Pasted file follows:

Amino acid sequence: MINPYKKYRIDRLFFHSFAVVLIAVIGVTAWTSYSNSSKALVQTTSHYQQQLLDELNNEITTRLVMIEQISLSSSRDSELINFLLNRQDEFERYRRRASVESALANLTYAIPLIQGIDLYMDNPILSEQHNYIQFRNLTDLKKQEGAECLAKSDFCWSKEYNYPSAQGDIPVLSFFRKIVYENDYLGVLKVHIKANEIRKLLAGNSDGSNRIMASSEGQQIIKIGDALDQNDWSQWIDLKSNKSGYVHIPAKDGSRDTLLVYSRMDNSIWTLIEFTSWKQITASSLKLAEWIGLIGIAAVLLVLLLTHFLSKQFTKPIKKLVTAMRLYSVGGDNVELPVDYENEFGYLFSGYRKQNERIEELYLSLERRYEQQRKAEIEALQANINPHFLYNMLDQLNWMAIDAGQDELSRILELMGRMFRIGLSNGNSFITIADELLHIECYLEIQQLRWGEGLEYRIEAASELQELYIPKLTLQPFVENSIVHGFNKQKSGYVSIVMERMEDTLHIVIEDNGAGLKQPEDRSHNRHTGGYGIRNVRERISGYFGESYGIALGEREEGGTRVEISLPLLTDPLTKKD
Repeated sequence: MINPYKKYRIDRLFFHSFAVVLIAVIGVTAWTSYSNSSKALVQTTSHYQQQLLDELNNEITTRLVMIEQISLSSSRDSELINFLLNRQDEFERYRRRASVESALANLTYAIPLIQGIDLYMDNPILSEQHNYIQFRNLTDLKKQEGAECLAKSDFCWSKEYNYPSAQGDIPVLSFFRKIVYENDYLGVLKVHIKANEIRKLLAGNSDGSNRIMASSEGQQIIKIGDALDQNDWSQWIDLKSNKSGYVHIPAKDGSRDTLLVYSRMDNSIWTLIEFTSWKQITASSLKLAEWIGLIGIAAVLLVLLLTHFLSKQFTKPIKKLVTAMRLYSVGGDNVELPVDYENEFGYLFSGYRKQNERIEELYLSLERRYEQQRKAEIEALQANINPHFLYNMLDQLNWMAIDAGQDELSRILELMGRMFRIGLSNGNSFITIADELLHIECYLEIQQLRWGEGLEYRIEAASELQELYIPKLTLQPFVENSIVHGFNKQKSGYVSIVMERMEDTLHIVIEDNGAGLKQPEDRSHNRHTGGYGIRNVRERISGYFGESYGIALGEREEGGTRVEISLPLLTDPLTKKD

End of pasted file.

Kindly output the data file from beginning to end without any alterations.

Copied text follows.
Amino acid sequence: MINPYKKYRIDRLFFHSFAVVLIAVIGVTAWTSYSNSSKALVQTTSHYQQQLLDELNNEITTRLVMIEQISLSSSRDSELINFLLNRQDEFERYRRRASVESALANLTYAIPLIQGIDLYMDNPILSEQHNYIQFRNLTDLKKQEGAECLAKSDFCWSKEYNYPSAQGDIPVLSFFRKIVYENDYLGVLKVHIKANEIRKLLAGNSDGSNRIMASSEGQQIIKIGDALDQNDWSQWIDLKSNKSGYVHIPAKDGSRDTLLVYSRMDNSIWTLIEFTSWKQITASSLKLAEWIGLIGIAAVLLVLLLTHFLSKQFTKPIKKLVTAMRLYSVGGDNVELPVDYENEFGYLFSGYRKQNERIEELYLSLERRYEQQRKAEIEALQANINPHFLYNMLDQLNWMAIDAGQDELSRILELMGRMFRIGLSNGNSFITIADELLHIECYLEIQQLRWGEGLEYRIEAASELQELYIPKLTLQPFVENSIVHGFNKQKSGYVSIVMERMEDTLHIVIEDNGAGLKQPEDRSHNRHTGGYGIRNVRERISGYFGESYGIALGEREEGGTRVEISLPLLTDPLTKKD
Repeated sequence: MINPYKKYRIDRLFFHSFAVVLIAVIGVTAWTSYSNSSKALVQTTSHYQQQLLDELNNEITTRLVMIEQISLSSSRDSELINFLLNRQDEFERYRRRASVESALANLTYAIPLIQGIDLYMDNPILSEQHNYIQFRNLTDLKKQEGAECLAKSDFCWSKEYNYPSAQGDIPVLSFFRKIVYENDYLGVLKVHIKANEIRKLLAGNSDGSNRIMASSEGQQIIKIGDALDQNDWSQWIDLKSNKSGYVHIPAKDGSRDTLLVYSRMDNSIWTLIEFTSWKQITASSLKLAEWIGLIGIAAVLLVLLLTHFLSKQFTKPIKKLVTAMRLYSVGGDNVELPVDYENEFGYLFSGYRKQNERIEELYLSLERRYEQQRKAEIEALQANINPHFLYNMLDQLNWMAIDAGQDELSRILELMGRMFRIGLSNGNSFITIADELLHIECYLEIQQLRWGEGLEYRIEAASELQELYIPKLTLQPFVENSIVHGFNKQKSGYVSIVMERMEDTLHIVIEDNGAGLKQPEDRSHNRHTGGYGIRNVRERISGYFGESYGIALGEREEGGTRVEISLPLLTDPLTKKD